If, after you have carefully read your adverse action notice, credit report, and application, you are still unable to figure out why your recent credit card application was rejected, it may be time to contact the issuer directly.

Nowadays, this can commonly be done via email, live online chat, or phone. In any of those situations, it is essential to have as much information about your case as possible beforehand and to remain calm.

It is unlikely that the person on the other end of the line was the one that categorically rejected your application, so contacting them in any way other than politely isn’t a solution. Slinging obscenities and demanding to speak with a manager has a higher chance of ending up with you on hold until you come to your senses instead of triggering an immediate resolution, so please keep that in mind.

Your credit card application may have been declined because of a simple clerical or computing error on the issuer’s end that can be corrected instantly. Still, you won’t be able to find that out quickly with the help of a representative if you’re demeaning to them.

Improve Your Credit

While the knee-jerk reaction of applying for a dozen other credit cards after your credit card rejection is frowned upon, it doesn’t mean that you are forever unable to apply for a credit card. On the contrary, once you are better informed about your creditworthiness, you will be able to improve your credit score and, in turn, improve your chances of being accepted the next time that you apply for a credit card.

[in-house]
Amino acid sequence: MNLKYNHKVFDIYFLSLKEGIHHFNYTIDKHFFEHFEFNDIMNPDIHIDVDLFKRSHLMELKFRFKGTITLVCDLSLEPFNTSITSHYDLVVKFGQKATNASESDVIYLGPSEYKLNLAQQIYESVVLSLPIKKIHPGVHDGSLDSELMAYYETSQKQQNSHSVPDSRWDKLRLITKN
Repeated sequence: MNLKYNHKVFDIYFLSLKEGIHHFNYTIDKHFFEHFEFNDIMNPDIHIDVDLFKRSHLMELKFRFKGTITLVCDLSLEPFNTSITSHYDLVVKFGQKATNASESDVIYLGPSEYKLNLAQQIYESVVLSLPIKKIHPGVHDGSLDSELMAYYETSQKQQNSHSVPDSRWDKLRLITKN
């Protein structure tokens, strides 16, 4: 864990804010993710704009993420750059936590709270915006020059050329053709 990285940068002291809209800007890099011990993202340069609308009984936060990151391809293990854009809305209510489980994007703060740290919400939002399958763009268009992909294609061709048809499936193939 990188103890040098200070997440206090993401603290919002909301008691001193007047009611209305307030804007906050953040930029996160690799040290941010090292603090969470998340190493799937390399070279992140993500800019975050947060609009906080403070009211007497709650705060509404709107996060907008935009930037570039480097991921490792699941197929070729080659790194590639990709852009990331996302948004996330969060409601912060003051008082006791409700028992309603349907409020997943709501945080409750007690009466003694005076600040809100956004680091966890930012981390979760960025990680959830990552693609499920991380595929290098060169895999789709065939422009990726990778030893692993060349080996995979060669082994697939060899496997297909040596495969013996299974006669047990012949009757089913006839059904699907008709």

One easy way to build credit is to open a secured credit card account. Though the limit for these cards is generally lower than an unsecured credit card, the important part is that your behavior will be reported to the three credit bureaus. Showing responsible spending habits over time will make you less risky issuers and more likely to be accepted the next time that you apply for a credit card.

Using a secured card in conjunction with sound financial techniques is essential for quickly fixing your credit and moving on to an unsecured credit card. These practices include:

  • Reducing your overall credit use to less than 30%
  • Paying your credit card bill every month
  • Removing late payments from your credit report

Related Article: What’s the Fastest Way to Repair Bad Credit?

Conclusion

Credit card rejections happen for several reasons. While getting a rejection letter from a bank is upsetting, it isn’t the end of the world.

Carefully read the reasons for the rejection and what the lender recommends. Use credit monitoring services and check your credit report for more information. If you find mistakes or errors on your credit report, contest them.

Related Article: How to Choose a Secured Credit Card

About: Cory
Cory Santos

Cory is BestCards.com's "Jack of all trades" and resident rewards expert, covering all facets of the points game – especially travel, hotels, and airlines. In addition to credit cards, Cory finds that jogging, cats, and memes are essential parts of a balanced day.